This is a binary star in the process of formation

Inside the Rho Ophiuchi dark nebula lies a binary system named IRAS 16293-2422 A. Though it’s already a widely-studied object, previous studies produced some conflicting results. Different observations at different wavelengths showed multiple compact sources of radiation at different locations. The thick dust was making things difficult.

This study went further than previous studies. ALMA allowed the team of researchers to pinpoint the sources within the dark nebula. Astronomers already knew about the presence of what’s known as Protostar-B in the system, a well-known object. But their observations also revealed the two compact point sources of radiation, A1 and A2, in more detail than ever before.

Both young stars are similar in mass to the Sun. A1 is just under one solar mass, while A2 is about 1.4 solar masses. Each one is embedded in its own dust disk. A2’s dust disk is somewhat larger than A1’s, and appears at an angle relative to the orientation of the Rho Ophiuchi cloud structure. That’s an unusual detail, and points to some chaos in the system. The already known Protostar B has a disk that’s face-on from our vantage point, adding to the chaotic nature.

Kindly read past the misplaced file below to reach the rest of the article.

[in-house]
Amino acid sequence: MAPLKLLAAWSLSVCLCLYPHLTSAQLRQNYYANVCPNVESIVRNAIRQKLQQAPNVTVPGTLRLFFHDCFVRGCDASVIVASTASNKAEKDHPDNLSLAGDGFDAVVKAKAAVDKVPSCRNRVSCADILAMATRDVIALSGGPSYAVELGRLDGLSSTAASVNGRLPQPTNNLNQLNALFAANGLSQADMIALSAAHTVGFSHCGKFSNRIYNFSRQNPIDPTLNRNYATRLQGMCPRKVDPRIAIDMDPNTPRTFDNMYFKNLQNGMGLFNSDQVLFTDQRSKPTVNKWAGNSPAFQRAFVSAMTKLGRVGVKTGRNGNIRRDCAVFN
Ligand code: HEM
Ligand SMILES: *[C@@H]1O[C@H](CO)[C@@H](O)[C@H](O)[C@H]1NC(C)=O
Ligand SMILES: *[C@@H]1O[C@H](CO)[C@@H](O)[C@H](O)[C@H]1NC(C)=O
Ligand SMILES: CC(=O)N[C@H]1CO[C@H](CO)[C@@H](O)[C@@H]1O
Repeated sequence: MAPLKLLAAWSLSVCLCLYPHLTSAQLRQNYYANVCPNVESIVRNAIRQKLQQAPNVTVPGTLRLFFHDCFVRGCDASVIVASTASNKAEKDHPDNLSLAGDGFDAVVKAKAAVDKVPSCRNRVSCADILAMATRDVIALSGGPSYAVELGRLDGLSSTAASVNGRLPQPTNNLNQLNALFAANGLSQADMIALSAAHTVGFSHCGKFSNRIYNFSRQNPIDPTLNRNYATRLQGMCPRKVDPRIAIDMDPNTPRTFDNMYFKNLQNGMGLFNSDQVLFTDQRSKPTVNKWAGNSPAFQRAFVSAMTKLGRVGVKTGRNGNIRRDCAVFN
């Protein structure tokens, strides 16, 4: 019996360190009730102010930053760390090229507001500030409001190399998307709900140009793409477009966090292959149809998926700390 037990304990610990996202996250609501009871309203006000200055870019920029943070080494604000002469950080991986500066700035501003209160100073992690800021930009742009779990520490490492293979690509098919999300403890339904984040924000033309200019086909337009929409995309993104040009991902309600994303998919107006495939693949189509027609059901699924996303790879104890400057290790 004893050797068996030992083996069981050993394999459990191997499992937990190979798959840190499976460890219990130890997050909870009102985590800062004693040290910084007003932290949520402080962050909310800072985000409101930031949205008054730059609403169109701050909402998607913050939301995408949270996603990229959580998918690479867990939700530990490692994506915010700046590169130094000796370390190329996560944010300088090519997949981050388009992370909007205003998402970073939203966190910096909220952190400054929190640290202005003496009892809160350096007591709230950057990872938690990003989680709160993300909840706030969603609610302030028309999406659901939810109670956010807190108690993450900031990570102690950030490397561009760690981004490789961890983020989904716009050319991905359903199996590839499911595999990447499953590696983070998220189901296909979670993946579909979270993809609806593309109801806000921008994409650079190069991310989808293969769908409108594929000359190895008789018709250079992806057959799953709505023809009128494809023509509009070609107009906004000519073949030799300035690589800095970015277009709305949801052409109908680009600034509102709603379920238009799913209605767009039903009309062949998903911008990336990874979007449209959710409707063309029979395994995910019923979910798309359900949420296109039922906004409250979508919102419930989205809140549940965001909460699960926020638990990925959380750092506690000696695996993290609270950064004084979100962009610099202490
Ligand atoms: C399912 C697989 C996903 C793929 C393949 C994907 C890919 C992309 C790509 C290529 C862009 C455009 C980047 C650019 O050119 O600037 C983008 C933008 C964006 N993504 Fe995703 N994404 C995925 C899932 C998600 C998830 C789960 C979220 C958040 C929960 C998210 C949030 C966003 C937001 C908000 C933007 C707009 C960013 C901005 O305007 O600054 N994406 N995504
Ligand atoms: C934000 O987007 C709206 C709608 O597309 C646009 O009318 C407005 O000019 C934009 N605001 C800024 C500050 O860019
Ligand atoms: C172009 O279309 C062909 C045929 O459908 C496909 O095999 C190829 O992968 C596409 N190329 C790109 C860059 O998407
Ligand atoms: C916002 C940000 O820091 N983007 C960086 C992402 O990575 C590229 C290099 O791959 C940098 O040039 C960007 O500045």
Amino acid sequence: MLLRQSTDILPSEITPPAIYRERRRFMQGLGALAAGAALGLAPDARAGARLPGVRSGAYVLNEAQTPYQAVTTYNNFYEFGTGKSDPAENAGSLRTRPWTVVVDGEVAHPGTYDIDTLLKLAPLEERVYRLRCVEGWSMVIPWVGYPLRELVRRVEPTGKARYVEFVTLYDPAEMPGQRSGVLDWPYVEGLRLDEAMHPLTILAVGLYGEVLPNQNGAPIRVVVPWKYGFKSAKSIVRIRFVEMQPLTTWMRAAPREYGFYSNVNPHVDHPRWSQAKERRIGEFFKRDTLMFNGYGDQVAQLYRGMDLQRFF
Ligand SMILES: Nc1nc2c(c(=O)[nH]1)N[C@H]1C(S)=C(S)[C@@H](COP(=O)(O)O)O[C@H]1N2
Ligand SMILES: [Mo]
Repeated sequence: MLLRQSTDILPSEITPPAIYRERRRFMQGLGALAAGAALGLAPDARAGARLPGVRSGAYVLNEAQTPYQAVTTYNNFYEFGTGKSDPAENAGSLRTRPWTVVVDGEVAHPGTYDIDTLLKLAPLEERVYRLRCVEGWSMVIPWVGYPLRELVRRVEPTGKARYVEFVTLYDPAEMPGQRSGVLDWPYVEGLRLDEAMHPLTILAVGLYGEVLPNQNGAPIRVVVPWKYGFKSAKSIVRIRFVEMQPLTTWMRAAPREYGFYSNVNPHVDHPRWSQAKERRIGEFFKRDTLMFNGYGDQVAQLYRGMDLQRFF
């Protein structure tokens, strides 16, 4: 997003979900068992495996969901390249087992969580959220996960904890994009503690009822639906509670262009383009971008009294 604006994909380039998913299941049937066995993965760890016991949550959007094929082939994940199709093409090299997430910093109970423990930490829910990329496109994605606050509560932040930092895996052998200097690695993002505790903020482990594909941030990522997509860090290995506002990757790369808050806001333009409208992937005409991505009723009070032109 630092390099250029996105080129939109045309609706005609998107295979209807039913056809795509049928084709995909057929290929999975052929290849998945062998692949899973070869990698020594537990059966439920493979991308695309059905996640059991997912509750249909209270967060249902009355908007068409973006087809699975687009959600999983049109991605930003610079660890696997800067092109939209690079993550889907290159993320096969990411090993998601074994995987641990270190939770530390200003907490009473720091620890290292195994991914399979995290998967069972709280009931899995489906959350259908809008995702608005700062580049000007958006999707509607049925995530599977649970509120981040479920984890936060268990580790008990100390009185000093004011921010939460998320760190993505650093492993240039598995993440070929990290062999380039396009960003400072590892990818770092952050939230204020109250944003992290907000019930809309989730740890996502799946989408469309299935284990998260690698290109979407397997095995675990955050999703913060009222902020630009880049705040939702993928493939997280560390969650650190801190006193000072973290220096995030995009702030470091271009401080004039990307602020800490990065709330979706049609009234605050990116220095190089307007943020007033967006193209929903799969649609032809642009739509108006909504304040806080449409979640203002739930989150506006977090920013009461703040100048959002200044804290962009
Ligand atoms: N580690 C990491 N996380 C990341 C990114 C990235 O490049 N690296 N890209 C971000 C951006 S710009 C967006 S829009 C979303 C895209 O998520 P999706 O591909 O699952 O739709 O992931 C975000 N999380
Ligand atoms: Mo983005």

The team had 30 years of data on this system at their disposal. They added their new observations to all of that data, and came up with some new conclusions. The two proto-stars are orbiting each other every 360 years, at an orbit that’s similar to Pluto’s full extent in our Solar System.

“This is the first time that we were able to derive the full orbital parameters of a binary system at this early stage of star formation,” said co-author Jaime Pineda, also from MPE, who contributed to the modelling.

Source: “This is a binary star in the process of formation” Universe Today, 12 June 2020. <>

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